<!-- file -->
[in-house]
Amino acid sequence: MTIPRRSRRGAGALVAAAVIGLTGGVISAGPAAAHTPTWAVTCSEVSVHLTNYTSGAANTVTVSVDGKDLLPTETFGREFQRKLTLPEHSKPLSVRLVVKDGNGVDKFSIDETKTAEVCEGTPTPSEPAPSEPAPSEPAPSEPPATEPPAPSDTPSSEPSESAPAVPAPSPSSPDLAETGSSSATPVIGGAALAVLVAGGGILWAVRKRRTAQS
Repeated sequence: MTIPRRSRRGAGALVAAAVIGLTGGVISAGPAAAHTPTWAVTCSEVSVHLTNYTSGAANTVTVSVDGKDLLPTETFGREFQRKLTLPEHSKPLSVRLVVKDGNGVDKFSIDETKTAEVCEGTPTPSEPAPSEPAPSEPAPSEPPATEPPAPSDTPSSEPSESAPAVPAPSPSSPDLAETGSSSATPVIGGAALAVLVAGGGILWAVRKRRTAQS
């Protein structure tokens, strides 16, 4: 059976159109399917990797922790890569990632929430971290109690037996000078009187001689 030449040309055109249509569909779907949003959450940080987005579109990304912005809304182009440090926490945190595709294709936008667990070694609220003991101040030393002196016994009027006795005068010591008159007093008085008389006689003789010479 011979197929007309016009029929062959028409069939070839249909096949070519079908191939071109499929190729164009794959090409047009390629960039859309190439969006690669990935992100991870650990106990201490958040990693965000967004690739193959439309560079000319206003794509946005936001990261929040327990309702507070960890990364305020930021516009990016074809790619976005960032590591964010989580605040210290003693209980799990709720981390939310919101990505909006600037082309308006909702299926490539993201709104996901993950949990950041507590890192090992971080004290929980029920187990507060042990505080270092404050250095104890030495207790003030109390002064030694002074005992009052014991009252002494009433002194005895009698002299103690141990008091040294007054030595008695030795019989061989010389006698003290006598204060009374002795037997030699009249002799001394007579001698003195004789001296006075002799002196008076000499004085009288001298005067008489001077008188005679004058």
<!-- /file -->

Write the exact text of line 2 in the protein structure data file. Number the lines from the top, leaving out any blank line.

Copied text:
Amino acid sequence: MTIPRRSRRGAGALVAAAVIGLTGGVISAGPAAAHTPTWAVTCSEVSVHLTNYTSGAANTVTVSVDGKDLLPTETFGREFQRKLTLPEHSKPLSVRLVVKDGNGVDKFSIDETKTAEVCEGTPTPSEPAPSEPAPSEPAPSEPPATEPPAPSDTPSSEPSESAPAVPAPSPSSPDLAETGSSSATPVIGGAALAVLVAGGGILWAVRKRRTAQS